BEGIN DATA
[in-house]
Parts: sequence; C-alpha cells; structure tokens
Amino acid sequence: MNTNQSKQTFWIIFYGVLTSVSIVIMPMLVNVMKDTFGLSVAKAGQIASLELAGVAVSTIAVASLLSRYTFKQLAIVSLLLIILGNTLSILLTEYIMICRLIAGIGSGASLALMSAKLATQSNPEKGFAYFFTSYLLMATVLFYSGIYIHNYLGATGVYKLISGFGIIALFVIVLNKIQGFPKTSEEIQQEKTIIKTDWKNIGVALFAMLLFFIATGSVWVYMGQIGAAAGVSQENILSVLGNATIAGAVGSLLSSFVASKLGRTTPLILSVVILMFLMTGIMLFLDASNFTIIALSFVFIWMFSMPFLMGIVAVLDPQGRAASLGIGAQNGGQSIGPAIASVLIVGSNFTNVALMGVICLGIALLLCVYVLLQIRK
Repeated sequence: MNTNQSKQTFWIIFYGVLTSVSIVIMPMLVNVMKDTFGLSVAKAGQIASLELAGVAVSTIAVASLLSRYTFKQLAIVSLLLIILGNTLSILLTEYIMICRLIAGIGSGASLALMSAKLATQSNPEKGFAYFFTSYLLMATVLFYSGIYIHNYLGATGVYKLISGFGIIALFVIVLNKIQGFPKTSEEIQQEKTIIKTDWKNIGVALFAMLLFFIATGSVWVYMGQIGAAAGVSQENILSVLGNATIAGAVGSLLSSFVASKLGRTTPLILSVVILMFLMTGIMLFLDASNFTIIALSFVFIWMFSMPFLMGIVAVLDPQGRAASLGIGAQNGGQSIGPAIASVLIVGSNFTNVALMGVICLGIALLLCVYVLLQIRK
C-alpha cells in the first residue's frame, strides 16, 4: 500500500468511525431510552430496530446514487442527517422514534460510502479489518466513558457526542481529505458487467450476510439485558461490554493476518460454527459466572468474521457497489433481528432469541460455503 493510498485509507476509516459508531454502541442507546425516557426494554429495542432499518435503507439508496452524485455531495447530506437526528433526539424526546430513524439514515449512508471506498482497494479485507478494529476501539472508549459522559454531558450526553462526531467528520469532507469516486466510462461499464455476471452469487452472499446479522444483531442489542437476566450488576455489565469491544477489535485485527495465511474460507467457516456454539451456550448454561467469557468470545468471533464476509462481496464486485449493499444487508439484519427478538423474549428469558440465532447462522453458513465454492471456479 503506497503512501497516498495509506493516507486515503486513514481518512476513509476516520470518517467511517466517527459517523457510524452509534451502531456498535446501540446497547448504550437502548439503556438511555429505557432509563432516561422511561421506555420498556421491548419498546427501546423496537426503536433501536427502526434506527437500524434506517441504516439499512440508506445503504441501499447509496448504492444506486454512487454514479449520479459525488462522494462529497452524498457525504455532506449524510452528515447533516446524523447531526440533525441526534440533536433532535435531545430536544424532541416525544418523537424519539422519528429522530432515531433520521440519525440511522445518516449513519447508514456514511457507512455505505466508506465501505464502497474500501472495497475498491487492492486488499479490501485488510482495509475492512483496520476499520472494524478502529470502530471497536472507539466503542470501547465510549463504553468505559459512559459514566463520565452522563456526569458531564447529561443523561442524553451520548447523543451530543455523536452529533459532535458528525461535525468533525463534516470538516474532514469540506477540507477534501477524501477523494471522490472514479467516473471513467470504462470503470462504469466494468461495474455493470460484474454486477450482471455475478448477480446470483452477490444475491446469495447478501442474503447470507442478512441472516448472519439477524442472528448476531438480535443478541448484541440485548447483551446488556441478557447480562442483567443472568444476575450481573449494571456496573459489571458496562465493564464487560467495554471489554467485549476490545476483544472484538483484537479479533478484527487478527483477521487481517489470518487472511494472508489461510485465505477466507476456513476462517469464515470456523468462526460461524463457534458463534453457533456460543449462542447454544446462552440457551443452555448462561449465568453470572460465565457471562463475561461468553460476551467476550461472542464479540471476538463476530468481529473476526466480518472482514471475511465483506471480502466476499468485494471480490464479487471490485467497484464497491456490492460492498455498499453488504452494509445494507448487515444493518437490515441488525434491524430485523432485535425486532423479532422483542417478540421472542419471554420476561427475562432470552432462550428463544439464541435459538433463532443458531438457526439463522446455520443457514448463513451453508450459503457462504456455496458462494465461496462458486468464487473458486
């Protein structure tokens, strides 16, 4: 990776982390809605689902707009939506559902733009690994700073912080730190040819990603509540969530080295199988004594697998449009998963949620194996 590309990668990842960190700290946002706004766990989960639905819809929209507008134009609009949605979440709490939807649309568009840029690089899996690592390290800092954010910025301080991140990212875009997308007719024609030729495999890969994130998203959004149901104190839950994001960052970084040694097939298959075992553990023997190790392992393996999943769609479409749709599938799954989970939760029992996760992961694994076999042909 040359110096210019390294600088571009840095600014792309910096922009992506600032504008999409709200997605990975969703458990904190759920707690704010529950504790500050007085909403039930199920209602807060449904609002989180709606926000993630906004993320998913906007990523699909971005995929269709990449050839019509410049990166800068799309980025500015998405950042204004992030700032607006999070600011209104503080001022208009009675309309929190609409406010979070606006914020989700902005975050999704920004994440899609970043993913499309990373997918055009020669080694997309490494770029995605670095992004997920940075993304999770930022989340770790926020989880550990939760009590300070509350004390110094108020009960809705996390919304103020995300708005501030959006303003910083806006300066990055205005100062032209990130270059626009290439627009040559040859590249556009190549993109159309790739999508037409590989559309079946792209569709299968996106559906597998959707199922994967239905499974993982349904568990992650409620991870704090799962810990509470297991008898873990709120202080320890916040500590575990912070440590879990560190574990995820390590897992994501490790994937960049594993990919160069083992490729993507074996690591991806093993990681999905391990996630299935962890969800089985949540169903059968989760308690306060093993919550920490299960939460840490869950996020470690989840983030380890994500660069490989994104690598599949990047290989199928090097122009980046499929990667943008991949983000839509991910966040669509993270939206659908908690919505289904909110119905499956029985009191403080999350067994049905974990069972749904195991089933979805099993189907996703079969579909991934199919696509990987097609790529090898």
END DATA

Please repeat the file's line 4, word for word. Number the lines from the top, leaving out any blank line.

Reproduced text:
Repeated sequence: MNTNQSKQTFWIIFYGVLTSVSIVIMPMLVNVMKDTFGLSVAKAGQIASLELAGVAVSTIAVASLLSRYTFKQLAIVSLLLIILGNTLSILLTEYIMICRLIAGIGSGASLALMSAKLATQSNPEKGFAYFFTSYLLMATVLFYSGIYIHNYLGATGVYKLISGFGIIALFVIVLNKIQGFPKTSEEIQQEKTIIKTDWKNIGVALFAMLLFFIATGSVWVYMGQIGAAAGVSQENILSVLGNATIAGAVGSLLSSFVASKLGRTTPLILSVVILMFLMTGIMLFLDASNFTIIALSFVFIWMFSMPFLMGIVAVLDPQGRAASLGIGAQNGGQSIGPAIASVLIVGSNFTNVALMGVICLGIALLLCVYVLLQIRK